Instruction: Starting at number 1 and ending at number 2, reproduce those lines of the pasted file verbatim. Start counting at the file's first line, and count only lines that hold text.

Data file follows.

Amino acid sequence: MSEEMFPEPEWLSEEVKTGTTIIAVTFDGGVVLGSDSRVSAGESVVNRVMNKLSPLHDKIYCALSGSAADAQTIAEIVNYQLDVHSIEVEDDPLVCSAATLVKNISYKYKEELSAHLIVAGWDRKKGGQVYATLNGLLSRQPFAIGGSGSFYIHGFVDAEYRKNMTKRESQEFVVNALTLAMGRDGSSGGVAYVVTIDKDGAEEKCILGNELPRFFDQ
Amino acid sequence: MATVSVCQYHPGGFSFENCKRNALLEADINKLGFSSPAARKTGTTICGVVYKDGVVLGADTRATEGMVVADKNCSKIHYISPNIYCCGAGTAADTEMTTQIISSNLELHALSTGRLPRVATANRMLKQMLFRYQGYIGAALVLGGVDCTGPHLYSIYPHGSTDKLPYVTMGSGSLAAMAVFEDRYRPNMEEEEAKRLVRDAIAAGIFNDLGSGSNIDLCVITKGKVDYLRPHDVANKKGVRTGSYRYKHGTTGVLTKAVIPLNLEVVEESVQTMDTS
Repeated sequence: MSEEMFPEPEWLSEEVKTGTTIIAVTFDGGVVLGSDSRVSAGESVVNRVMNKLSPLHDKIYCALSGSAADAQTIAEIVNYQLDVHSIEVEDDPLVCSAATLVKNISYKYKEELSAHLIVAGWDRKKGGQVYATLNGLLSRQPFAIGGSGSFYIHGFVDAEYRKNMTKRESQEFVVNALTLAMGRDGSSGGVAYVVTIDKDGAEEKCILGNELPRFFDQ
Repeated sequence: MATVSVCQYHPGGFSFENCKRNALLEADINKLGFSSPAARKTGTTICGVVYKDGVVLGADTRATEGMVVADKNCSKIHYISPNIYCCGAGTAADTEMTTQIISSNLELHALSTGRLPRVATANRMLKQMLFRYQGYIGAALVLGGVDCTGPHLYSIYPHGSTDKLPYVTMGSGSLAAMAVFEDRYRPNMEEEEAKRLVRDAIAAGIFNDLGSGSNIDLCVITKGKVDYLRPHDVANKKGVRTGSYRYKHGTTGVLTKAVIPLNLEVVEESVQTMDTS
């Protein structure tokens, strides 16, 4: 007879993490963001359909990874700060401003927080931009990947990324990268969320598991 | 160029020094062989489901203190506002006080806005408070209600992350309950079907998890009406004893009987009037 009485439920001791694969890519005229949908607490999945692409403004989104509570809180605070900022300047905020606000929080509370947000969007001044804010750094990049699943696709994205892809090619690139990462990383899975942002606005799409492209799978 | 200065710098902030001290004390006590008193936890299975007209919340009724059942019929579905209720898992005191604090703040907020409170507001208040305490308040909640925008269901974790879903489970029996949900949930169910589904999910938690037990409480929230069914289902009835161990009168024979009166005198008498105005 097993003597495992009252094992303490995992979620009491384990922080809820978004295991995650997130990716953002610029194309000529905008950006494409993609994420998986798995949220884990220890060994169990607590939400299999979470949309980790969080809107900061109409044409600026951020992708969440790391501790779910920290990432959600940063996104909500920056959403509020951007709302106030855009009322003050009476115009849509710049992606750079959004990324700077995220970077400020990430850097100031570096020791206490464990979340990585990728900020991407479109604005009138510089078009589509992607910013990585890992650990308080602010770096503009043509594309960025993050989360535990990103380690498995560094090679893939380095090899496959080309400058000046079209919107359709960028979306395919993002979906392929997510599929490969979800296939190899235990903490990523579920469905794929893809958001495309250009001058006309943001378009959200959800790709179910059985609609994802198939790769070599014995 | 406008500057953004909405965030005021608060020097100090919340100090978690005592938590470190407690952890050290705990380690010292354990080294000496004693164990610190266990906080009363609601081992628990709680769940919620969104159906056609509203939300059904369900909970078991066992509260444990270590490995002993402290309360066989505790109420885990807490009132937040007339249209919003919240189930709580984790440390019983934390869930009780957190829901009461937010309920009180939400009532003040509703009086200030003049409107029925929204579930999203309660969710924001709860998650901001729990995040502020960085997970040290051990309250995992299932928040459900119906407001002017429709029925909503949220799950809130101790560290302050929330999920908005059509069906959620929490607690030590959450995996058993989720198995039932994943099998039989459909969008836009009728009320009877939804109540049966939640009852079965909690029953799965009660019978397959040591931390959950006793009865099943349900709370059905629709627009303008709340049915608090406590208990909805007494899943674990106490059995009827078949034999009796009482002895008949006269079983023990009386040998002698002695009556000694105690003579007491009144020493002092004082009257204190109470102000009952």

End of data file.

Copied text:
Amino acid sequence: MSEEMFPEPEWLSEEVKTGTTIIAVTFDGGVVLGSDSRVSAGESVVNRVMNKLSPLHDKIYCALSGSAADAQTIAEIVNYQLDVHSIEVEDDPLVCSAATLVKNISYKYKEELSAHLIVAGWDRKKGGQVYATLNGLLSRQPFAIGGSGSFYIHGFVDAEYRKNMTKRESQEFVVNALTLAMGRDGSSGGVAYVVTIDKDGAEEKCILGNELPRFFDQ
Amino acid sequence: MATVSVCQYHPGGFSFENCKRNALLEADINKLGFSSPAARKTGTTICGVVYKDGVVLGADTRATEGMVVADKNCSKIHYISPNIYCCGAGTAADTEMTTQIISSNLELHALSTGRLPRVATANRMLKQMLFRYQGYIGAALVLGGVDCTGPHLYSIYPHGSTDKLPYVTMGSGSLAAMAVFEDRYRPNMEEEEAKRLVRDAIAAGIFNDLGSGSNIDLCVITKGKVDYLRPHDVANKKGVRTGSYRYKHGTTGVLTKAVIPLNLEVVEESVQTMDTS